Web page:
Cast Courts, Gallery 46 A, captured from the Victoria and Albert Museum's film
First opened in 1873, the Cast Courts were built to exhibit one of the most comprehensive collections of casts of post-classical European sculpture. The gallery houses the V&A’s largest objects and is among the most popular in the Museum. The Cast Courts have often been a source of controversy during the 14o-odd years of their history, not least because of an earlier reaction against copying original works of art. Now, however, the interest of the collection as a whole has come to be fully appreciated.
Plaster Cast, Trajan’s Column; being casted at the V&A. 113 (made). 1864 (cast)
There are two reasons for adopting the architectural casts as the object of my practice, the first of which follows from the twofold meaning of the Cast Courts. Each cast is simultaneously an object and an environment. Unlike sculpture, the architectural casts belonged at one time to a specific place. Detached from their original site, the casts are now rooted in a new context at the V&A. I was attracted to this dual identity as a contextual object-site that precisely accords with my concept.
A second reason for this undertaking is that the Cast Courts’ collections are not originals, but reproductions, prompting diverse reactions. It is interesting that, in a few cases, the original has been destroyed and the cast is a unique record of a lost work. This issue of copy versus original is significant in digital media, given that the notion of originality does not strictly exist in the digital realm, as everything can be transformed into everything else by editing binary code. However, projection mapping entails a somewhat different ontology; despite its digital nature, it exists only when incorporated with its environment, lending it a situational originality. It is also distinct from the traditional notion of aura. When the unique ontologies of projection mapping and the Cast Courts come together, the results promise to be inspiring.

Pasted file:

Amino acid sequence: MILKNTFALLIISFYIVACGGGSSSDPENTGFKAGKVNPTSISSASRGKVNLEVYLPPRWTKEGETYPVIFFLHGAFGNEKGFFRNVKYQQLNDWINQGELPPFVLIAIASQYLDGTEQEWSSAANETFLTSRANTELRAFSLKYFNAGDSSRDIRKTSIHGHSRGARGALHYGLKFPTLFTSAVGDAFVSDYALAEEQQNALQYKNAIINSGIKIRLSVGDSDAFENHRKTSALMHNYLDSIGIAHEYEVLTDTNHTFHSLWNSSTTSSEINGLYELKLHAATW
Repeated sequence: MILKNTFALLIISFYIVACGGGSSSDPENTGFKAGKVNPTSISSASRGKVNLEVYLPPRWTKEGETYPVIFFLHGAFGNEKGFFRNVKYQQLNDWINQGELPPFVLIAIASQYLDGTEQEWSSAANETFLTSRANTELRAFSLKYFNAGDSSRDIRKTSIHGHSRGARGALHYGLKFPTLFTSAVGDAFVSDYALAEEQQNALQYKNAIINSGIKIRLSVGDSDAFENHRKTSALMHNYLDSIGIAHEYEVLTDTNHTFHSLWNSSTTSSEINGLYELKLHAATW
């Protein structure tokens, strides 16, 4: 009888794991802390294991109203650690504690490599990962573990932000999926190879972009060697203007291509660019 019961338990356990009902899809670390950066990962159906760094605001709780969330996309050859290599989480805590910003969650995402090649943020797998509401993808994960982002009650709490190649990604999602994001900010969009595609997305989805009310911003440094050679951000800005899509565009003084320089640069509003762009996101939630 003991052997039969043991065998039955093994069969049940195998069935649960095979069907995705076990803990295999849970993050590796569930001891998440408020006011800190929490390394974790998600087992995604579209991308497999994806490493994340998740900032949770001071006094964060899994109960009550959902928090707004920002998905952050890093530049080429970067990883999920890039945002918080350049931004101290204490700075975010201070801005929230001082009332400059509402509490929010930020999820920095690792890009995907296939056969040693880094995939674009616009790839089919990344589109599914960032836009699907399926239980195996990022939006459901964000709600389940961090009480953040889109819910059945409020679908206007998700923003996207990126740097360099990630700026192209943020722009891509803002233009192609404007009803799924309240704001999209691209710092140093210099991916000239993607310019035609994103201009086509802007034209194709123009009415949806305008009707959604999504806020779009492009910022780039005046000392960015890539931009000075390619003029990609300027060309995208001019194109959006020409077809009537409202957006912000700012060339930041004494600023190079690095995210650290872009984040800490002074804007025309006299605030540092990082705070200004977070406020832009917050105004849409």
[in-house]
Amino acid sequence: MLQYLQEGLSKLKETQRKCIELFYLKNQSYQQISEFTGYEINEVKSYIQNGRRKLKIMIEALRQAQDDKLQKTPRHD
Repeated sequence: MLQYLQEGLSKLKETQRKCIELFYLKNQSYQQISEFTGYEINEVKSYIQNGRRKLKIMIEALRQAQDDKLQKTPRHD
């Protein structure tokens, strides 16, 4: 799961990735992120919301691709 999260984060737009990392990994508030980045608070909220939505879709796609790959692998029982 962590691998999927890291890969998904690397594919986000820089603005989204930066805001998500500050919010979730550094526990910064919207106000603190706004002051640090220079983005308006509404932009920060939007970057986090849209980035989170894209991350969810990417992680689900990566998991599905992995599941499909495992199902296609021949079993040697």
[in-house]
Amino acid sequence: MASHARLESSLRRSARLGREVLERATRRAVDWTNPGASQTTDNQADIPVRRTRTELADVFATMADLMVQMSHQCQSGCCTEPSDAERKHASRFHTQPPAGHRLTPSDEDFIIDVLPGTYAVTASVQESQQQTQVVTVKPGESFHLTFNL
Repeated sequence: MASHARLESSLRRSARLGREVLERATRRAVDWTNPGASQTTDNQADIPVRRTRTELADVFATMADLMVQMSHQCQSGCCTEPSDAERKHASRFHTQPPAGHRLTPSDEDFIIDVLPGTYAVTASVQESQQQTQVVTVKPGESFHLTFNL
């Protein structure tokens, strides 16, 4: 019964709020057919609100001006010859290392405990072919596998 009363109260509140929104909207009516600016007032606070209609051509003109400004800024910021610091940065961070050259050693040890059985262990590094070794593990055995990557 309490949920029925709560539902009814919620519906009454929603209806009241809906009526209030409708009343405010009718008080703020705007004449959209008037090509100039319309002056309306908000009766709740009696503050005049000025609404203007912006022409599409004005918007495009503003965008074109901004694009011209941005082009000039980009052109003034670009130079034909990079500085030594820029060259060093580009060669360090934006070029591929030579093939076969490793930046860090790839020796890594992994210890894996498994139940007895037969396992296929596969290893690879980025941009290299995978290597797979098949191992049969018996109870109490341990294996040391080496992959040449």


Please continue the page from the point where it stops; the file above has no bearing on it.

My intention is to create a digital moving-image and project it onto the surface of the architectural cast. The process of execution would include in-depth research on the selected cast. In so doing, my practice will not only reinterpret the notion of reproduction but will also reinvigorate the contextual meaning of the cast by formulating it as an active environment rather than an object, through which the audience can navigate.
for more information about the Cast Courts, visit >> V&A Cast Couts site
Conceptual diagram for CASTING
Slide show, Photo © Yiyun Kang
Slide Show, Click to enlarge the images